James Fallows at The Atlantic offers five reasons, in his view , that it’s the fault of the GOP. Let’s take a look at them, shall we?
1) The debt-ceiling showdown represents hostage-taking, plain and simple. This is a “crisis” that need never have happened, regardless of which party controlled the White House.
You wouldn’t know it from most news coverage, but there is no logical or legislative connection between the House Republicans’ stated object of concern, the future budgetary path toward national solvency, and the bonds and notes the Treasury must keep issuing for programs this and previous Congresses have already voted into law.
Not true. Part of it deals with current debt — a massive chunk of which was piled up in the first two-and-a-half years of the Obama Administration, but I digress. But the Democrats are insisting — dare I say, holding the entire deal hostage for — a debt ceiling that will allow them to pile up additional debt through to 2013. Why? No other reason than politics.
2) The House GOP position fails the test of basic knowledge. Last night I listened to a Tea Party member from the House explain why there could be no tax increases as part of the deal — raising taxes is the last thing you need in a recession. In the next sentence, he said that the main virtue of a proposed GOP plan, versus Harry Reid’s, is that it made deeper budget cuts right away, though even deeper short-term cuts were essential.
No one had pointed out to him, or he had forgotten, or he didn’t realize, that during a recession, raising taxes and cutting budgets are bad for the same reason. They both reduce demand and make a recession worse.
Not true. If Keynesian economics worked, then Mr. Fallows would have a point. But the current Administration has rather effectively disproven that. Massive increases in deficit spending by the government have strangled the economy, not stimulated it.
So how about signalling to job-creators that they need not fear being sacrificed further to feed the government beast bu cutting spending and holding the line on taxes? Better yet, cut and simplify them to diminish the opportunities for rent-seeking. Then, the trillions in investable dollars sitting on the sidelines will come back into the game and, voila!, real growth will resume.
3) It fails the test of basic logic. Or perhaps basic knowledge part #2. If you look at the numbers, like the chart after the jump, you can see that budget-balancing involves a threshold choice. You can be for preserving tax cuts in toto, or you can be for cutting the deficit. But because the tax cuts have played such a major role in creating the deficit, if you have any regard for math or logic you really can’t be for both. But most House Republicans are.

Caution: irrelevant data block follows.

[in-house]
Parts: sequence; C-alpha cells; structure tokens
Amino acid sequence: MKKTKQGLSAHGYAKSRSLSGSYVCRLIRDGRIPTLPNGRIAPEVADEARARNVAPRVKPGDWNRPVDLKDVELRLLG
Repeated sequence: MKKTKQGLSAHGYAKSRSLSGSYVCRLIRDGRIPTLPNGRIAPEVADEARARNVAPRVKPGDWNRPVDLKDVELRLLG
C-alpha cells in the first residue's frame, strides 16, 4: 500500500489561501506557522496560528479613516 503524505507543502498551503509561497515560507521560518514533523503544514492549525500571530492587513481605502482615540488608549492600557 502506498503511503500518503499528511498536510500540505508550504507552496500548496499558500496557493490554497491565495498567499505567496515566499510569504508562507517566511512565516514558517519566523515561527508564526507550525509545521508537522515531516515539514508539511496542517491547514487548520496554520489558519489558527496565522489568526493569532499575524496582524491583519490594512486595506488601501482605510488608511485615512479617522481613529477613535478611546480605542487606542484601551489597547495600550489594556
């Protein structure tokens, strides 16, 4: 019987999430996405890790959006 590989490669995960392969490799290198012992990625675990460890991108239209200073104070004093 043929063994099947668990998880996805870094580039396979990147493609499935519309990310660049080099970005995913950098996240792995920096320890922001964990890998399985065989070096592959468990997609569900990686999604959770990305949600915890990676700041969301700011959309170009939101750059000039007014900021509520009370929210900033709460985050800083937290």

Again, not true. here’s a chart of federal spending as a percentage of GDP 2000-2011:
We have a spending problem, not a “revenue” problem.
4) It displays a lack of tragic imagination. Many on the right have talked themselves into the view that it would be no big deal for the U.S. to go into technical default for a while. And I am sure that the “disaster strikes at midnight!” scenarios about what would happen on August 2 are way overblown. But anyone who thinks this controversy has had no effect on America’s standing and assumed credit-worthiness, or that an actual default, whenever it occurred — in late August, in September — would not hurt us in the short and long run, needs to get out more. Out into the world, where assessments of basic American steadiness are now being recalibrated.
Actually, I think that default would be bad, though the effects would be largely temporary. But see the above chart. Does anyone — other than the President, who proposed a budget way back in February of this year that would have accelerated the climb — think that ski slope of federal spending can continue?
A technical default is not a good thing. But continuing the current binge of spending on an unsustainable course will cause structural instability. And that is a very, very bad thing. The liberals who can’t see that, or who think we can tax our way out by confiscating the income of high-earners while regulating the hell out of the American economy, are delusional.
5) It has turned into zealotry, by which I mean utter disregard for the practical consequences of acts.
I must have missed the part where the Democrats put ObamaCare on the table. Oh, they didn’t? Silly me, they are so non-ideological and reasonable I just assumed they did. By the way, the “practical consequences” of ObamaCare can be seen here:
Fallows is simply channelling Obama here. President Present simply decides — does that mean he’s “The Decider”? — that his position is reasonable and everything else is a political talking point, ergo, he is being reasonable and everyone else is partisan or ideological in pursuing their own goals. See how that works? Actually, it only works with a supine media.